Monthly Archives: May 2014

Changes to the Privacy Act

Changes to the Privacy Act – the provision of goods on credit

Increased compliance obligations for SME’s that provide credit, including to commercial customers

As of 12 March 2014, The Privacy Amendment (Enhancing Privacy Protection) Act 2012 (“the Act”) commenced, with the expanded definition of credit provider now applying to a number of businesses that may have been previously excluded from the old provisions.

In the past, businesses may have been excluded from the definition of credit provider based on their legal structure, or if turnover was less than $3 million, or the type of credit that was offered (commercial credit as opposed to consumer credit).

The Act now applies to businesses that provide credit, regardless of turnover, if that business meets the definition of a ‘credit provider’ under the Act or regulations. The definition now includes credit providers that provide exclusively commercial credit (and do not provide any consumer credit).

New definition of ‘credit provider’

In summary, the definition of ‘credit provider’ under s 6G of the Act covers banks, organisations or small business operators for whom a substantial part of their business is the provision of credit, retailers who provide credit cards to customers, businesses that are prescribed as credit providers by the regulations, and further includes businesses that provide goods and/or services, and where payment for those goods and/or services is deferred for at least 7 days.

Substantial part of the business or undertaking is the provision of credit

Under the new law, there are two ways in which certain businesses may meet the definition of credit provider. The business may elect to meet the definition of credit provider under the Act if “a substantial part of the business or undertaking (of the business) is the provision of credit.” Alternatively, the business may be prescribed to be a credit provider by the Act or the regulations. Where the business elects to be a ‘credit provider’ under the Act, it is also an APP entity and must adhere to the Australian Privacy Principles. However, if the business is prescribed to be a ‘credit provider’ under the Act, the Australian Privacy Principles apply, but only in relation to the credit that it provides.

Australian Privacy Principles

The Australian Privacy Principles set out how businesses should collect, use and disclose personal information of individuals, and the individual’s rights to their personal information that is held or managed by the business. More on the APPs can be found in a separate Harricks’ briefing on this topic.

 New definition of credit

The Amended Act deletes the definitions of loan and credit from s 6(1) and all references to loan from the relevant sections. The following definition of creditis inserted at s 6M(1) and (3) of the Amended Act:

(1) Credit is a contract, arrangement or understanding under which:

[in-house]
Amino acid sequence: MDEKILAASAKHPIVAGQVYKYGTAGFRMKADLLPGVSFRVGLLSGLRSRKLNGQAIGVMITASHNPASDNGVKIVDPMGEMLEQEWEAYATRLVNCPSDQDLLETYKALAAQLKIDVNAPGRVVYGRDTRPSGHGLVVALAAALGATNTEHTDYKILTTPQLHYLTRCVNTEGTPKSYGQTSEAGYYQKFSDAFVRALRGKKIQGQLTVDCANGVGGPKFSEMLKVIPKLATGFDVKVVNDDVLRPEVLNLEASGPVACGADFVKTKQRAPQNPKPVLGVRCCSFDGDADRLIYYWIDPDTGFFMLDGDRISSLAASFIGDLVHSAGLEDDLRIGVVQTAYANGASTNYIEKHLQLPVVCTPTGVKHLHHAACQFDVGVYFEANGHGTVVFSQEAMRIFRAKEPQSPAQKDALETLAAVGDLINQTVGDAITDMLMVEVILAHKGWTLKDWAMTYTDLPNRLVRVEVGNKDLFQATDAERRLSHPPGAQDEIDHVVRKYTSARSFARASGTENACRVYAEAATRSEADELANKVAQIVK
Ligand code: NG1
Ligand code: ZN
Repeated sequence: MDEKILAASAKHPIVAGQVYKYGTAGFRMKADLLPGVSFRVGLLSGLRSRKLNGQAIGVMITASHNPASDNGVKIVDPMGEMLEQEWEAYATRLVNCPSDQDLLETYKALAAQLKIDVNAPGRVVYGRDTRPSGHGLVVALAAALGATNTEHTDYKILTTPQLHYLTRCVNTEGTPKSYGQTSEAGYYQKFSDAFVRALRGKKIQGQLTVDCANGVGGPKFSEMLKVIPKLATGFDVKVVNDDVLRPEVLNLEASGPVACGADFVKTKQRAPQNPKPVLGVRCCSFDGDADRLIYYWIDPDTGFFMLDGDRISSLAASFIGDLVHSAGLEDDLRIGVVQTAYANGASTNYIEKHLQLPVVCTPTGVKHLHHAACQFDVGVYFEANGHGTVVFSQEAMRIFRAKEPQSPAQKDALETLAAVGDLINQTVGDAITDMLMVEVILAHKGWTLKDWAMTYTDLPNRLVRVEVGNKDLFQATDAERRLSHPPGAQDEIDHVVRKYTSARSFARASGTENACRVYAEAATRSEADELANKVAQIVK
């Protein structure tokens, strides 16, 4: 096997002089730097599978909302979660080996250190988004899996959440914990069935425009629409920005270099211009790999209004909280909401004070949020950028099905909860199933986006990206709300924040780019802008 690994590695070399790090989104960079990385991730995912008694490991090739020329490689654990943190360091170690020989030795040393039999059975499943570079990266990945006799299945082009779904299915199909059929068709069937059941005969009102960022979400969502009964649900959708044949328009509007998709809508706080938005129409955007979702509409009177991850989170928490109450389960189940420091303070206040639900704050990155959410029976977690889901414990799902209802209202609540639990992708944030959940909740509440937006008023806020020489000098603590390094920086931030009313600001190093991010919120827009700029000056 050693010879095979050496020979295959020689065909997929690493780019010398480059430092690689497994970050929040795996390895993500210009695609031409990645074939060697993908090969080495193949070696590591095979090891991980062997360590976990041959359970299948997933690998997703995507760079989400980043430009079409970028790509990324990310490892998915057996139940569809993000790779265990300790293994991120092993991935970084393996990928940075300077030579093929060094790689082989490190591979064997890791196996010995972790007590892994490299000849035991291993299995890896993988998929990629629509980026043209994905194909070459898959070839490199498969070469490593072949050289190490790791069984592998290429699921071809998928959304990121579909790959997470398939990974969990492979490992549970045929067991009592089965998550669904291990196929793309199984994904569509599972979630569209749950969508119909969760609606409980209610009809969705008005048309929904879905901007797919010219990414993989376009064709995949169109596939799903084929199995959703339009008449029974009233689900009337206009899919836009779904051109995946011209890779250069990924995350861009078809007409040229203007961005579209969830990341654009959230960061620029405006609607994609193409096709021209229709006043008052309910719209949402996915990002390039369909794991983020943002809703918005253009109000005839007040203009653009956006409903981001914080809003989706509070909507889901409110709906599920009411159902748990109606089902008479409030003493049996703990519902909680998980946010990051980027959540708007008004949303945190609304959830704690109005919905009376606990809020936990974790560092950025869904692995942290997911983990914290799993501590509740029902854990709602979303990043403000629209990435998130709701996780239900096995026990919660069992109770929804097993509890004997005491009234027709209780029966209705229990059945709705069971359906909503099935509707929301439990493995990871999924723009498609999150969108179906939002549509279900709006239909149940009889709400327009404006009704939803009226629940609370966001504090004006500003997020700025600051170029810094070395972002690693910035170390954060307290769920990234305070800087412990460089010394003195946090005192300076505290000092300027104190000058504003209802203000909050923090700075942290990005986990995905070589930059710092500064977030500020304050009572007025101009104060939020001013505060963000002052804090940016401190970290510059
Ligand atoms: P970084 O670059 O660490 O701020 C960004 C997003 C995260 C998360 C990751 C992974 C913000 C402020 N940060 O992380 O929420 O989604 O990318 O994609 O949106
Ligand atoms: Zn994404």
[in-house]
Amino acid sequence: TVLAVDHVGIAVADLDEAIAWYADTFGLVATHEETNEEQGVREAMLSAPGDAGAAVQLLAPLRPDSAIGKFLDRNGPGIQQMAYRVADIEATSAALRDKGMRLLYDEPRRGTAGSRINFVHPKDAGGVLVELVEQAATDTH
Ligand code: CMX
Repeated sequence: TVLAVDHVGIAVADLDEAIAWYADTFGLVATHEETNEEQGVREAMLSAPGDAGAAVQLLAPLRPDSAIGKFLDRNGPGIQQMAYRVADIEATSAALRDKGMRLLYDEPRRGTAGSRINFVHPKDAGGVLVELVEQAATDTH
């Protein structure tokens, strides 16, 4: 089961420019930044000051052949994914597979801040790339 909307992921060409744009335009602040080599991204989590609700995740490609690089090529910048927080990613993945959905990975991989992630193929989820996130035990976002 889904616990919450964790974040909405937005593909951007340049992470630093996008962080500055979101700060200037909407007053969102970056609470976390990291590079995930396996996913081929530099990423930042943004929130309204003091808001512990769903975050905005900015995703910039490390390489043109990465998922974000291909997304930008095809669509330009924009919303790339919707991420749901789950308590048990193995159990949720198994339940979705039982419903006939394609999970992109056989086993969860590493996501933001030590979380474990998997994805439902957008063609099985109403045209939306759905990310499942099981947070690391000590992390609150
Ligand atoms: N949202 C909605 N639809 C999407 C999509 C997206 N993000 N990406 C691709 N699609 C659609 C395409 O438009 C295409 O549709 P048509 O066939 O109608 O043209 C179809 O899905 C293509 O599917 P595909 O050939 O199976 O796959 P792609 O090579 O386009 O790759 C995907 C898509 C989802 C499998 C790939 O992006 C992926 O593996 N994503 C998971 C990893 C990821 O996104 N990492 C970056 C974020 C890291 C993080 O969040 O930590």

(a)              payment of a debt owed by one person to another person is deferred; or

(b)              one person incurs a debt to another person and defers the payment of the debt.

 

(3) Without limiting subsection (1), credit includes:

(a)              a hire-purchase agreement; and

(b)              a contract, arrangement or understanding of a kind referred to in that subsection that is for the hire, lease or rental of goods, or for the supply of services, other than a contract, arrangement or understanding under which:

(i)                full payment is made before, or at the same time as, the goods or services are provided; and

(ii)              in the case of goods—an amount greater than, or equal to, the value of the goods is paid as a deposit for the return of the goods.

 Compliance obligations upon credit providers

The Act requires compliance by credit providers in relation to the collection, use and disclosure of credit information and credit eligibility information. These provisions apply in addition to, and in some cases, in place of the Australian Privacy Principles.

Credit providers under the Act must have a transparent management policy for the credit information and credit eligibility information that they handle, and it must be available in a form that is accessible. In most cases, publishing the policy on the website of a business that is a credit provider will be sufficient. Credit providers must also advise as to the name and contact information of any credit reporting body to whom the credit provider is likely to disclose credit information or credit eligibility information, and must advise if the information is likely to be provided to an entity outside Australia.

Credit providers may also be required to join an accredited External Dispute Resolution Scheme.

If you have any queries or require any assistance with regards to the Privacy Act please do not hesitate to contact Harrick Lawyers on (03) 9670 2266.